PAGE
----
Are all Java applets Active X?

Discussion in 'Java' started by Z, Feb 20, 2007.

  1. Z

    Z Guest

    Every applet or JApplet that I create and run causes IE 7 to warn me
    that I am about to use Active X.

    Is there a way to build/write applets and JApplets so that they do not
    make use of Active X and, thus, do not cause this warning? Or is it
    unavoidable?
     
    Z, Feb 20, 2007
    #1
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  2. On Feb 21, 3:54 am, Z <> wrote:
    > Every applet or JApplet that I create and run causes IE 7 to warn me
    > that I am about to use Active X.
    >
    > Is there a way to build/write applets and JApplets so that they do not
    > make use of Active X and, thus, do not cause this warning?


    If this is that Eolas patent thing, you
    might try writing the applet element using
    JavasCript, which supposedly avoids the user
    having to 'click OK' the applet.

    >...Or is it
    > unavoidable?


    Or you might just launch the applet using
    web start*, to avoid this problem with IE,
    the problems the JS based solution will
    introduce for browsers with JS disabled,
    the next problem with IE, the problems
    with other browsers that have not yet
    been reported..

    * <http://www.physci.org/jws/#jtest>

    Andrew T.
     
    Andrew Thompson, Feb 20, 2007
    #2
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  3. Z

    Oliver Wong Guest

    "Z" <> wrote in message
    news:OIFCh.365$...
    > Every applet or JApplet that I create and run causes IE 7 to warn me that
    > I am about to use Active X.
    >
    > Is there a way to build/write applets and JApplets so that they do not
    > make use of Active X and, thus, do not cause this warning? Or is it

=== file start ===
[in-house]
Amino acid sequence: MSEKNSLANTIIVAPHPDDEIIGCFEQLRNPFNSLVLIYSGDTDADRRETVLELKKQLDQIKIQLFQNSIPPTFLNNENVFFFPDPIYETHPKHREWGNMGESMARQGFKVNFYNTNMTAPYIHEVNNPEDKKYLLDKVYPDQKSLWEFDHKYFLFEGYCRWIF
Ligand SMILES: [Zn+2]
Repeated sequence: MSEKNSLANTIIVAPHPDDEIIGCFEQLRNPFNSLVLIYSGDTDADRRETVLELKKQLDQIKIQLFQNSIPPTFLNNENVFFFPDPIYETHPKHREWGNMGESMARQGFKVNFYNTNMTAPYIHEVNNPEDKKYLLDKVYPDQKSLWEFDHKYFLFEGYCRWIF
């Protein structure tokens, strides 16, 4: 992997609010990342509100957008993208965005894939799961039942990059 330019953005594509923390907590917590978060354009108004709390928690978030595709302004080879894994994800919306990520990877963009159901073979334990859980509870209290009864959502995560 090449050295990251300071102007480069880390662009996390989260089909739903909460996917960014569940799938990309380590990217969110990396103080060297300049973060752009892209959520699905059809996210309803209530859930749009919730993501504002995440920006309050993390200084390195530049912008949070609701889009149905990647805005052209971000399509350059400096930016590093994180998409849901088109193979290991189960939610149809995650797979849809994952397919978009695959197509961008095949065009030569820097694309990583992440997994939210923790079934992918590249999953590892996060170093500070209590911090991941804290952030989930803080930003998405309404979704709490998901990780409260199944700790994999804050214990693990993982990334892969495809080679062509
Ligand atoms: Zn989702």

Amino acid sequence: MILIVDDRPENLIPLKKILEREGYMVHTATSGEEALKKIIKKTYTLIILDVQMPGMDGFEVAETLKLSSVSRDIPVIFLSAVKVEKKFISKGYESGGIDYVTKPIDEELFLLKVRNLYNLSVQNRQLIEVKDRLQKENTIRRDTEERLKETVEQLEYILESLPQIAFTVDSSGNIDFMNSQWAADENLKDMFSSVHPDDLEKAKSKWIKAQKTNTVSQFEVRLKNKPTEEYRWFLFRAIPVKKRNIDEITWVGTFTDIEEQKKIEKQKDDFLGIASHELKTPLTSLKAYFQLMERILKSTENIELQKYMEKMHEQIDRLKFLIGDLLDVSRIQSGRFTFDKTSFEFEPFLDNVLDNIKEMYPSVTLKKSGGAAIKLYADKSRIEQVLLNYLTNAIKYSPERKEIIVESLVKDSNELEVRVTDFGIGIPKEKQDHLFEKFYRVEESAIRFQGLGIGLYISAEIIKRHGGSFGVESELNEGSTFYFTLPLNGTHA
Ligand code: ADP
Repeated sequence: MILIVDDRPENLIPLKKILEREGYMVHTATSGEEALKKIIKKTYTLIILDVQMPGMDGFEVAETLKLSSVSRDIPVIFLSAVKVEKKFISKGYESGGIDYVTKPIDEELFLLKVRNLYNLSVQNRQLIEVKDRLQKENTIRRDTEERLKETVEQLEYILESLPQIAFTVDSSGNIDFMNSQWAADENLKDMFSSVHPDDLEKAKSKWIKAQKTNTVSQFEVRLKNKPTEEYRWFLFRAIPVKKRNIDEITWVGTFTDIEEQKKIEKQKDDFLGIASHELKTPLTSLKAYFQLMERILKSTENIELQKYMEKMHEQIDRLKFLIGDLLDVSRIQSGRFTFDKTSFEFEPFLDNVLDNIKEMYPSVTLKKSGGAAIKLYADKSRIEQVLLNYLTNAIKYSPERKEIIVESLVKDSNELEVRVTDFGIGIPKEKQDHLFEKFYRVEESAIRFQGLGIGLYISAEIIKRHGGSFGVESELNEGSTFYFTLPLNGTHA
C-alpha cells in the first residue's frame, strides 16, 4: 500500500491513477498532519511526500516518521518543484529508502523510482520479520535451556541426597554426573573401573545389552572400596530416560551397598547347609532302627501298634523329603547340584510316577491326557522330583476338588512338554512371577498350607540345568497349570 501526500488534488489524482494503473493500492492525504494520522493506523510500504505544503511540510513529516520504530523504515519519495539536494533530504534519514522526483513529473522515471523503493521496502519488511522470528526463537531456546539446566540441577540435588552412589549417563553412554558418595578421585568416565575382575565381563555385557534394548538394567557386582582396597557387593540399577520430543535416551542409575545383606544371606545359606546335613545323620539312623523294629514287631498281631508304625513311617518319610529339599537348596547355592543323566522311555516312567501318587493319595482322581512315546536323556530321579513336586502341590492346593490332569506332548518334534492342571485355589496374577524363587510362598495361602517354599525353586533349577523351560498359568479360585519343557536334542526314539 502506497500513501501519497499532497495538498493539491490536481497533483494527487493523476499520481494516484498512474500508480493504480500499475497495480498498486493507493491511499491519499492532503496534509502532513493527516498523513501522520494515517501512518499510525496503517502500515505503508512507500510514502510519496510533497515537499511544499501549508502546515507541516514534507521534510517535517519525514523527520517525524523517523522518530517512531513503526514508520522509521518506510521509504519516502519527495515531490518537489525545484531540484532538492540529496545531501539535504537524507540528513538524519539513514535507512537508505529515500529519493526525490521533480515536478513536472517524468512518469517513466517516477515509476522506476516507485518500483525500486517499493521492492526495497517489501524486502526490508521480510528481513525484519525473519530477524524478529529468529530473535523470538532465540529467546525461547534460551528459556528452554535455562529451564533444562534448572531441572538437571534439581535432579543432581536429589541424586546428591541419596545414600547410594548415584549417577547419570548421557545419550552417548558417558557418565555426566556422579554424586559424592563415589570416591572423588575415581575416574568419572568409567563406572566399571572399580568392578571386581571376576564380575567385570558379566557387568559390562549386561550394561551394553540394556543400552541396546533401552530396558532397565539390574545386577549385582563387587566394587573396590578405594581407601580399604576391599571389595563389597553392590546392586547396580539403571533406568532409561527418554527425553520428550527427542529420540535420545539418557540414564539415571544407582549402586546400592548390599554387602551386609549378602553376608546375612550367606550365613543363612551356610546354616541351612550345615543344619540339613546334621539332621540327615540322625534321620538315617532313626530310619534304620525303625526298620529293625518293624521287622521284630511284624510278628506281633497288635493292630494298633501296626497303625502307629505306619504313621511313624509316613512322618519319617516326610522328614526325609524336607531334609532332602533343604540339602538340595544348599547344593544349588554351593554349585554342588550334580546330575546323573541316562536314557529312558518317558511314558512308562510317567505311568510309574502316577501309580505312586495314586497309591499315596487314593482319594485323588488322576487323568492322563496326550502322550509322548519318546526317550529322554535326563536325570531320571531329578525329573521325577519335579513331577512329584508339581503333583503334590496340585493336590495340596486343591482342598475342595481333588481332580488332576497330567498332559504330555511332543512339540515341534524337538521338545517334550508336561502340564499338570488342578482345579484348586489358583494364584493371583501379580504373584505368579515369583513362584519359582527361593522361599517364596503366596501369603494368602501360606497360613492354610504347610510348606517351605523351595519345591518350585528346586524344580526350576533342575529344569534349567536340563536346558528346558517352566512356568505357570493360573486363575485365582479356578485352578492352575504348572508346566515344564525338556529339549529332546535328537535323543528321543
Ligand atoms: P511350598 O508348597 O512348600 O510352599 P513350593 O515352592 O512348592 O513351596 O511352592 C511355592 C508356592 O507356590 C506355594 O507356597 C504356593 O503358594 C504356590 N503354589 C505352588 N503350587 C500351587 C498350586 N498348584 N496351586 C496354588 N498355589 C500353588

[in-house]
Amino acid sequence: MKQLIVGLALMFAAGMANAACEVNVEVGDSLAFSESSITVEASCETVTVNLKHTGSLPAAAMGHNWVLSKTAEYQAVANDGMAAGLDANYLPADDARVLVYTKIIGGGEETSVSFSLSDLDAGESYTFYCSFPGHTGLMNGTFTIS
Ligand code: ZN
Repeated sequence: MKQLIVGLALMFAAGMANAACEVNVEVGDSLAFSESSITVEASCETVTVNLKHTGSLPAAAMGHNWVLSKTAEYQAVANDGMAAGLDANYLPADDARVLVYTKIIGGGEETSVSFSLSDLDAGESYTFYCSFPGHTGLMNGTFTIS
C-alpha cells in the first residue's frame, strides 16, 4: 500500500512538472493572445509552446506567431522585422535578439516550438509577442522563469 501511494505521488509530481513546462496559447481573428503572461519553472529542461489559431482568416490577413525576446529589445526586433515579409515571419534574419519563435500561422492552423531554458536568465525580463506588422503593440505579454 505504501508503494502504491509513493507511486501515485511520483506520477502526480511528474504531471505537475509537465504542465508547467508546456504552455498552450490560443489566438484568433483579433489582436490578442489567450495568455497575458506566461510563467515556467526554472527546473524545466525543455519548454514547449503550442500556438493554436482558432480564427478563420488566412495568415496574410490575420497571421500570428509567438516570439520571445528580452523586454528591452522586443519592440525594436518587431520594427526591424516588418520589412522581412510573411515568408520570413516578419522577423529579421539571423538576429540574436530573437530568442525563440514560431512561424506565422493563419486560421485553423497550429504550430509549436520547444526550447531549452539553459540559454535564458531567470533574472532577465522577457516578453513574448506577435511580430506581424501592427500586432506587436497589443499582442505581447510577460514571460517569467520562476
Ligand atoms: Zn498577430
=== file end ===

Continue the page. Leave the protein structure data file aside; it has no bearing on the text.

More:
> unavoidable?


    Applets (and JApplets) and ActiveX are two completely unrelated
    technologies (one evidence of this is that Linux and Mac desktops typically
    have zero support for ActiveX whatsoever, and yet they have no trouble
    running Java Applets). The warning is thus misleading and leading you down a
    false trail.

    - Oliver
     
    Oliver Wong, Feb 20, 2007
    #3
  4. Z

    Daniel Dyer Guest

    On Tue, 20 Feb 2007 17:27:51 -0000, Oliver Wong <>
    wrote:

    >
    > "Z" <> wrote in message
    > news:OIFCh.365$...
    >> Every applet or JApplet that I create and run causes IE 7 to warn me
    >> that
    >> I am about to use Active X.
    >>
    >> Is there a way to build/write applets and JApplets so that they do not
    >> make use of Active X and, thus, do not cause this warning? Or is it
    >> unavoidable?

    >
    > Applets (and JApplets) and ActiveX are two completely unrelated
    > technologies (one evidence of this is that Linux and Mac desktops
    > typically
    > have zero support for ActiveX whatsoever, and yet they have no trouble
    > running Java Applets). The warning is thus misleading and leading you
    > down a
    > false trail.


    Isn't Sun's Java plugin for IE implemented as an ActiveX control?

    Dan.


    --
    Daniel Dyer
    https://watchmaker.dev.java.net - Evolutionary Algorithm Framework for Java
     
    Daniel Dyer, Feb 20, 2007
    #4
  5. In article <>, Daniel Dyer wrote:

    > Isn't Sun's Java plugin for IE implemented as an ActiveX control?


    Yes, and the documented workarounds for ActiveX activation will work.



    --
    Steve Sobol, Professional Geek ** Java/VB/VC/PHP/Perl ** Linux/*BSD/Windows
    Victorville, California PGP:0xE3AE35ED

    It's all fun and games until someone starts a bonfire in the living room.
     
    Steven J. Sobol, Feb 20, 2007
    #5
  6. On Feb 21, 7:26 am, "Steven J. Sobol" <> wrote:
    > In article <>, Daniel Dyer wrote:
    > > Isn't Sun's Java plugin for IE implemented as an ActiveX control?

    >
    > Yes, and the documented workarounds for ActiveX activation will work.


    Some of the earliest solutions I saw to this,
    involved *writing* the applet element using
    JS. Later solutions got more subtle and
    involved a single script placed in the head,
    whereas the page content itself did not require
    any changes.